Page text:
, Port Arthur, Texas


November 27, 2012

West column: Palms at Pleasure Island has new lease on life

PORT ARTHUR — It’s no longer the longest of long shots that golf will again be played on Pleasure Island. Matter of fact, barring another  hurricane on the Southeast Texas coast in 2013,  it’s virtually a sure thing that The Palms at Pleasure Island is going to re-open sometime next fall.

Pretty much written off after the devastation wrought by Hurricane Ike in September of 2008, new life is being breathed into The Palms by Port Arthur’s Renaissance Group. Rolling the dice that a casino gambling bill will get through the Texas Legislature next spring, that voters will approve and that Port Arthur will be granted one of three resort casinos, Renaissance expects to break ground soon on restoring what was once the area’s most beautiful golf course.

Best news for golfers is that no matter whether casino gambling passes, Renaissance is contractually obligated to the Pleasure Island Commission to bring back The Palms. However, the fate of gambling in Texas will determine how much money is put into the golf course and, by extension, how good it’s going to be.

Proof that Renaissance is dead serious can be seen from repairs already done to the Ike-ravaged clubhouse that sits atop a hill in the middle of the property. With any eye to hosting weddings, wedding receptions and other special events, thousands of dollars have been poured into upgrading an elegant facility and sprucing up scores  of surrounding palm trees.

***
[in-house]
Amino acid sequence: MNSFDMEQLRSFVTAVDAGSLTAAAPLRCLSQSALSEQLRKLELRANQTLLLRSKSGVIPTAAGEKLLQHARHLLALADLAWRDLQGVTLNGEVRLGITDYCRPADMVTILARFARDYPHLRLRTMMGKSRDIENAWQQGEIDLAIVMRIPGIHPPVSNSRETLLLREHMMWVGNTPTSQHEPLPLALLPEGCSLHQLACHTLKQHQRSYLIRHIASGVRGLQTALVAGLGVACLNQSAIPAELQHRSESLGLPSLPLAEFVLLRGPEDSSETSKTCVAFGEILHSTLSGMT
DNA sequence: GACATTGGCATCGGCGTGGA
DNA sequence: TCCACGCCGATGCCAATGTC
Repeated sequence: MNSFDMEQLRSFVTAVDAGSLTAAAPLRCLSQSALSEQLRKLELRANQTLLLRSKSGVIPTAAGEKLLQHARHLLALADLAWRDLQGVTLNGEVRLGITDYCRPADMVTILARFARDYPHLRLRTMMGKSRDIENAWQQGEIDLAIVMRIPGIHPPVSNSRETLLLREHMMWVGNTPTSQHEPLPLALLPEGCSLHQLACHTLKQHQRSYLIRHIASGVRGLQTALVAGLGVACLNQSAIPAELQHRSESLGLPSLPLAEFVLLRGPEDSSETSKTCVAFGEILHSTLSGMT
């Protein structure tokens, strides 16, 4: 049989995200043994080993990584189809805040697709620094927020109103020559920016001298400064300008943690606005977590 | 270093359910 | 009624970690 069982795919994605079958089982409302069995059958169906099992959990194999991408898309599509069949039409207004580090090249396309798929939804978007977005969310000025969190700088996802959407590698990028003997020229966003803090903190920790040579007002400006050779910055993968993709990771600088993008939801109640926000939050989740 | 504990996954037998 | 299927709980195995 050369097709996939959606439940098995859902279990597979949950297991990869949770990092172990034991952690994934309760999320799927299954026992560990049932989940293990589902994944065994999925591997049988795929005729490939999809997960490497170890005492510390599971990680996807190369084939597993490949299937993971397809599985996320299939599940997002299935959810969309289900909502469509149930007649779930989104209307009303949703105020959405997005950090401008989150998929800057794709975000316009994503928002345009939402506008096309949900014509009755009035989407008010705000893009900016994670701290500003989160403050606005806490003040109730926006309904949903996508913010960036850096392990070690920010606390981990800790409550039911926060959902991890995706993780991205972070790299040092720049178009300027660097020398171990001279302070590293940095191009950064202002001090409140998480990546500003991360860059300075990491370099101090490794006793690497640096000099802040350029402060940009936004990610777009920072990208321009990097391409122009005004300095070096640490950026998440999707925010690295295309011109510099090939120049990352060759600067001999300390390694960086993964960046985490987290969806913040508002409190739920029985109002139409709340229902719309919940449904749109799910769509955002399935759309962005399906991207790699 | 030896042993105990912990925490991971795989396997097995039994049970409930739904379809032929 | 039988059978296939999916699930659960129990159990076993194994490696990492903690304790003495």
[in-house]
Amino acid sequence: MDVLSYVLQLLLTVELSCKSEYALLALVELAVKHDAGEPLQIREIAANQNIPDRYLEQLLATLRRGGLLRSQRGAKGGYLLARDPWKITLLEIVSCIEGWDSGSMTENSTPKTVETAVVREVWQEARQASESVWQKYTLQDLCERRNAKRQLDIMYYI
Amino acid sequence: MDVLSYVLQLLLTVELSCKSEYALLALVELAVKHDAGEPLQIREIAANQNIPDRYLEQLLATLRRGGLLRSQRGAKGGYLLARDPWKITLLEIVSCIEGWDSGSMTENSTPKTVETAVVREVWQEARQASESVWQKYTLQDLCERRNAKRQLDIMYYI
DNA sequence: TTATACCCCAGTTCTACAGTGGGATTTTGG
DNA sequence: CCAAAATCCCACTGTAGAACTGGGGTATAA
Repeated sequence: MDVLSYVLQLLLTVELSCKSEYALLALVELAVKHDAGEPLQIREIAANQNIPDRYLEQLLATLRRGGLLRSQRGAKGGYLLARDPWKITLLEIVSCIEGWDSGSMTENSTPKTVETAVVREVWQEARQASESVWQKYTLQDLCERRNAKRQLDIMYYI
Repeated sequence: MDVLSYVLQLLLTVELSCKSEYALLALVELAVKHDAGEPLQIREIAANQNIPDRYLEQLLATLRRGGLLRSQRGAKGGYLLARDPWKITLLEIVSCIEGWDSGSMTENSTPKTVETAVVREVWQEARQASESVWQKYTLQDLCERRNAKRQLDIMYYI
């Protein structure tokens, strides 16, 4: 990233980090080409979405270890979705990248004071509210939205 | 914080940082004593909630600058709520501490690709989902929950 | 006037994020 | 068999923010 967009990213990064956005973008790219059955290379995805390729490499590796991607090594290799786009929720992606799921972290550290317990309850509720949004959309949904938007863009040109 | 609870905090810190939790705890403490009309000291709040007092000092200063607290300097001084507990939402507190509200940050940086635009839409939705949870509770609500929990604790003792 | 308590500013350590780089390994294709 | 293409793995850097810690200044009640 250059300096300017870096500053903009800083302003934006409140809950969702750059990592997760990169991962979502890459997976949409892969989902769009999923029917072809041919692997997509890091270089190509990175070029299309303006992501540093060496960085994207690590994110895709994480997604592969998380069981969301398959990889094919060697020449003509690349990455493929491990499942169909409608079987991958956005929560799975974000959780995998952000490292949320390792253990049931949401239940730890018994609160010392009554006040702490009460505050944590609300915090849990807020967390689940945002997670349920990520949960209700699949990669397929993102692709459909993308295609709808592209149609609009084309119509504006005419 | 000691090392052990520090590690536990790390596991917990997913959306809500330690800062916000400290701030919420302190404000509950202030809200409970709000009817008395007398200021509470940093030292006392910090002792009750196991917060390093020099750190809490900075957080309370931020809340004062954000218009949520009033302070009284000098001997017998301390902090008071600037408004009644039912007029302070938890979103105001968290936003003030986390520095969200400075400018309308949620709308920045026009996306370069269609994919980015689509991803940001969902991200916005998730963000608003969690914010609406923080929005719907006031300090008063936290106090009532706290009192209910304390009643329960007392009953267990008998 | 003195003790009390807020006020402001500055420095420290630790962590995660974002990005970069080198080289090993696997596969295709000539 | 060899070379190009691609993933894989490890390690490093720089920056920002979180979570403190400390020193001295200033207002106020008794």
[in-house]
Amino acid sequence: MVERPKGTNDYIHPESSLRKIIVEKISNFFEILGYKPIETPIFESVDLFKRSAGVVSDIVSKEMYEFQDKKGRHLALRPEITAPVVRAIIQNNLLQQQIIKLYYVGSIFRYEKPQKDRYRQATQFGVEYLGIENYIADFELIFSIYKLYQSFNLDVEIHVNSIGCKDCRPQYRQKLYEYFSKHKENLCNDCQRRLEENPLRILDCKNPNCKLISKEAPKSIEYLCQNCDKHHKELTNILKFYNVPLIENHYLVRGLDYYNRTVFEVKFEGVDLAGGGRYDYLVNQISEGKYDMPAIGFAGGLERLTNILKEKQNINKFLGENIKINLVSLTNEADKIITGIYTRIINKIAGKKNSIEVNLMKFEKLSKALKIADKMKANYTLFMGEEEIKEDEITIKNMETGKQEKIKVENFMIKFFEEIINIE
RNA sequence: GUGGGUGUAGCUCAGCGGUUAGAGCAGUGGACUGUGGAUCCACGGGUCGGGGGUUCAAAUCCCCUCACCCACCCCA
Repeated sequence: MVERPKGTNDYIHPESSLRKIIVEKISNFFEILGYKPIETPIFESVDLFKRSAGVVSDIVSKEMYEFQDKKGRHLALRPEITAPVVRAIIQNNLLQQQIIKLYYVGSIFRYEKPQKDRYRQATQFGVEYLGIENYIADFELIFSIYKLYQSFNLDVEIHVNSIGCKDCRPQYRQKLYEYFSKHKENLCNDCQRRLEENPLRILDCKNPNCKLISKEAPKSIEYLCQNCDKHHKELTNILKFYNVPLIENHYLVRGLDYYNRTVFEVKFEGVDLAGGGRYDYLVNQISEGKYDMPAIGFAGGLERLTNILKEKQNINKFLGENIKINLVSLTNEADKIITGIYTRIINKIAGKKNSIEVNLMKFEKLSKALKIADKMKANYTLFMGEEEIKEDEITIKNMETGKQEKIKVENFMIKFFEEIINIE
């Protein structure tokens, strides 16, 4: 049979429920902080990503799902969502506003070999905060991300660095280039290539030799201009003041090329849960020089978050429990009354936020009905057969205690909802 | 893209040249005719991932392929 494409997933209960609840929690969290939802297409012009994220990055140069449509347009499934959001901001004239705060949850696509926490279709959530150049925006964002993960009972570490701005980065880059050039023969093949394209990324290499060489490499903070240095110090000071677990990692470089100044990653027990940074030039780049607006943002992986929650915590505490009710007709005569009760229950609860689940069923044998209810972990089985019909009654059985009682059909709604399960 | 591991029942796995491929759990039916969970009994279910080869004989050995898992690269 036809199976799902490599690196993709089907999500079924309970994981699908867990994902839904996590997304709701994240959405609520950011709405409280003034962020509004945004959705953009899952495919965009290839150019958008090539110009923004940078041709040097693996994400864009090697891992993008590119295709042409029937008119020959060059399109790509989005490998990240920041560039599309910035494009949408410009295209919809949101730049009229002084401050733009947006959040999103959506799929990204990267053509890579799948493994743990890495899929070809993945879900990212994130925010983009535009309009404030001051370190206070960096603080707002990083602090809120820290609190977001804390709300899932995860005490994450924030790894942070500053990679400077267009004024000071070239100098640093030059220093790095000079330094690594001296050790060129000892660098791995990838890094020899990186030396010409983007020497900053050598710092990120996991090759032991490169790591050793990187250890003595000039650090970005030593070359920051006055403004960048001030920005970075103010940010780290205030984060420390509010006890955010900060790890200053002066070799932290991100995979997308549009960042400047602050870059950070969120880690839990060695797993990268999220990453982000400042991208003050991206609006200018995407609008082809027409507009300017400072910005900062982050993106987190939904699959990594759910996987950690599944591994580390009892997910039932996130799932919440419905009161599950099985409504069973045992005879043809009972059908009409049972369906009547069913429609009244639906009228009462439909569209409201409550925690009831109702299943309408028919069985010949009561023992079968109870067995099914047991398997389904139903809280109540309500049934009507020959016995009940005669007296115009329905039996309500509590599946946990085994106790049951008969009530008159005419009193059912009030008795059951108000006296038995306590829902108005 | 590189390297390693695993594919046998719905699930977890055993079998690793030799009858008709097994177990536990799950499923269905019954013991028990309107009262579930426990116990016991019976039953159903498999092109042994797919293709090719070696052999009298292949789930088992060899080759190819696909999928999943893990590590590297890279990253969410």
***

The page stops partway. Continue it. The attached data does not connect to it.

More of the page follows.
Kevin Johnson of the Renaissance said the electricity is already on, he expects the clubhouse to open within two weeks and that it will house the group’s offices. If the necessary permits have been received from the city, an open house is being targeted the week before Christmas to show off the facility.

As for the golf course, which not only took a devastating hit from Ike but also from rampaging wild hogs, Illinois-based Turf Solutions, which specializes in golf-course renovation, spent the past week traipsing the course and putting together notes for a feasibility study. Johnson is expecting to get their report within the next week.

“The people with Turf Solutions were really impressed with what there is to work with,” said Johnson. “They have the ability to look at a piece of property and envision what kind of golf course could be developed. Since most folks picture Southeast Texas as being flat, I think they were surprised with the elevation changes.”

The plan, according to Johnson, is to break ground in late January or early February, hope for a mild winter and have golfers booming drives and rolling putts by mid October.

If there’s a surefire winner in this, it’s the Pleasure Island Commission. It leased the golf course land to Renaissance for $1 and there’s an agreement in place to sell land south of The Palms for a casino. If gambling passes and a casino is built on Pleasure Island, the lease price on The Palms goes way, way up. If gambling fails, golf will still have returned to the Island.